Oxygen Electrochemistry as a Cornerstone for Sustainable Energy Conversion

Authors

  • Dr. Ioannis Katsounaros,

    Corresponding author
    1. Department of Interface Chemistry and Surface Engineering, Max-Planck-Institut für Eisenforschung GmbH, Max-Planck-Strasse 1, 40237 Düsseldorf (Germany) www.mpie.de/ecat
    • Department of Interface Chemistry and Surface Engineering, Max-Planck-Institut für Eisenforschung GmbH, Max-Planck-Strasse 1, 40237 Düsseldorf (Germany) www.mpie.de/ecat

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  • Dr. Serhiy Cherevko,

    1. Department of Interface Chemistry and Surface Engineering, Max-Planck-Institut für Eisenforschung GmbH, Max-Planck-Strasse 1, 40237 Düsseldorf (Germany) www.mpie.de/ecat
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  • Dr. Aleksandar R. Zeradjanin,

    1. Department of Interface Chemistry and Surface Engineering, Max-Planck-Institut für Eisenforschung GmbH, Max-Planck-Strasse 1, 40237 Düsseldorf (Germany) www.mpie.de/ecat
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  • Dr. Karl J. J. Mayrhofer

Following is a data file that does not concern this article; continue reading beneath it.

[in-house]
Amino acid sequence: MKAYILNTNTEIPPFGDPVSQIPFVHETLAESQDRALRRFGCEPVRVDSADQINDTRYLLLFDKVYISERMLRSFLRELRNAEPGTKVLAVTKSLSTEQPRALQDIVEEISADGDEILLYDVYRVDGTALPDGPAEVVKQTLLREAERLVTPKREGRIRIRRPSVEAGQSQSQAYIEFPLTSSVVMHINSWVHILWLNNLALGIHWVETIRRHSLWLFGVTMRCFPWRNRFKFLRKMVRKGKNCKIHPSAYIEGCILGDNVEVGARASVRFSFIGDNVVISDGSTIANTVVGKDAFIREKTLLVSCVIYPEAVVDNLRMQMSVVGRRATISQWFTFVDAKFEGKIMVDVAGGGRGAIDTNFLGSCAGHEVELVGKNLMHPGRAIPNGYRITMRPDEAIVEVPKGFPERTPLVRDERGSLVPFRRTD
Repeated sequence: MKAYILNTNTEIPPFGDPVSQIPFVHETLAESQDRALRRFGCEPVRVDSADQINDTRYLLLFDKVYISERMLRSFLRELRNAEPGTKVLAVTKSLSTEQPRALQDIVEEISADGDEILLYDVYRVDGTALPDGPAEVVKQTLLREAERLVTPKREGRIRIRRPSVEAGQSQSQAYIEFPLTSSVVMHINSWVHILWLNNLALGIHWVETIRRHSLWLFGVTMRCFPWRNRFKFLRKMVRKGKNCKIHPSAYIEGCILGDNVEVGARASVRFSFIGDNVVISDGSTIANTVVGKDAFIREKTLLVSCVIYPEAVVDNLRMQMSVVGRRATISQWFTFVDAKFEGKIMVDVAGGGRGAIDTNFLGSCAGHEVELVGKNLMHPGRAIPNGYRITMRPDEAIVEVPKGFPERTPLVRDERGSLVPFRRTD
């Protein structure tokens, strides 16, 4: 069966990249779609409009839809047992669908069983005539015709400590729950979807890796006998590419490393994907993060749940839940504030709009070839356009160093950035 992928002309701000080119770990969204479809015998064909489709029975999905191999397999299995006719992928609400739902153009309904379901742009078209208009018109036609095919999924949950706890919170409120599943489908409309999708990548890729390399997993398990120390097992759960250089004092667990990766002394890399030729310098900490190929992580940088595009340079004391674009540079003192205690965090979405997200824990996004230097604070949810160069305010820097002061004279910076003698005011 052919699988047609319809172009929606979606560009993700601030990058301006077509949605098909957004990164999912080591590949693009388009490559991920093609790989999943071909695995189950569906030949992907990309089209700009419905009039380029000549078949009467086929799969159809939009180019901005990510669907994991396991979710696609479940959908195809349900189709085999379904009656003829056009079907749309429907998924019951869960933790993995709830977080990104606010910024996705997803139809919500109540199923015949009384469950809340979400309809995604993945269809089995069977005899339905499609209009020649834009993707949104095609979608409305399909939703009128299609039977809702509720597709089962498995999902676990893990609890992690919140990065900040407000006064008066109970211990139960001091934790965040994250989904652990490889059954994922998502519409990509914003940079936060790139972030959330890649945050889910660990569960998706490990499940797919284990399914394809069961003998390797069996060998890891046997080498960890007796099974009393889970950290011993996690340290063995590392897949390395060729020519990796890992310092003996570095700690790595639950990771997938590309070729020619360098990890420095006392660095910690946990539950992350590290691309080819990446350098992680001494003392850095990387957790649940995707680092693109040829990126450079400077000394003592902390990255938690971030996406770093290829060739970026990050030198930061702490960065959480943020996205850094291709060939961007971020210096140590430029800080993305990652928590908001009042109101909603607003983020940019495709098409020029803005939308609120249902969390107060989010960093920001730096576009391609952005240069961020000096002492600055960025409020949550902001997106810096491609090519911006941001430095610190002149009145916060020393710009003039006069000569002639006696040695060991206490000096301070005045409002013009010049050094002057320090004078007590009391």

Corresponding author
    1. Department of Interface Chemistry and Surface Engineering, Max-Planck-Institut für Eisenforschung GmbH, Max-Planck-Strasse 1, 40237 Düsseldorf (Germany) www.mpie.de/ecat
    • Department of Interface Chemistry and Surface Engineering, Max-Planck-Institut für Eisenforschung GmbH, Max-Planck-Strasse 1, 40237 Düsseldorf (Germany) www.mpie.de/ecat

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Abstract

Electrochemistry will play a vital role in creating sustainable energy solutions in the future, particularly for the conversion and storage of electrical into chemical energy in electrolysis cells, and the reverse conversion and utilization of the stored energy in galvanic cells. The common challenge in both processes is the development of—preferably abundant—nanostructured materials that can catalyze the electrochemical reactions of interest with a high rate over a sufficiently long period of time. An overall understanding of the related processes and mechanisms occurring under the operation conditions is a necessity for the rational design of materials that meet these requirements. A promising strategy to develop such an understanding is the investigation of the impact of material properties on reaction activity/selectivity and on catalyst stability under the conditions of operation, as well as the application of complementary in situ techniques for the investigation of catalyst structure and composition.

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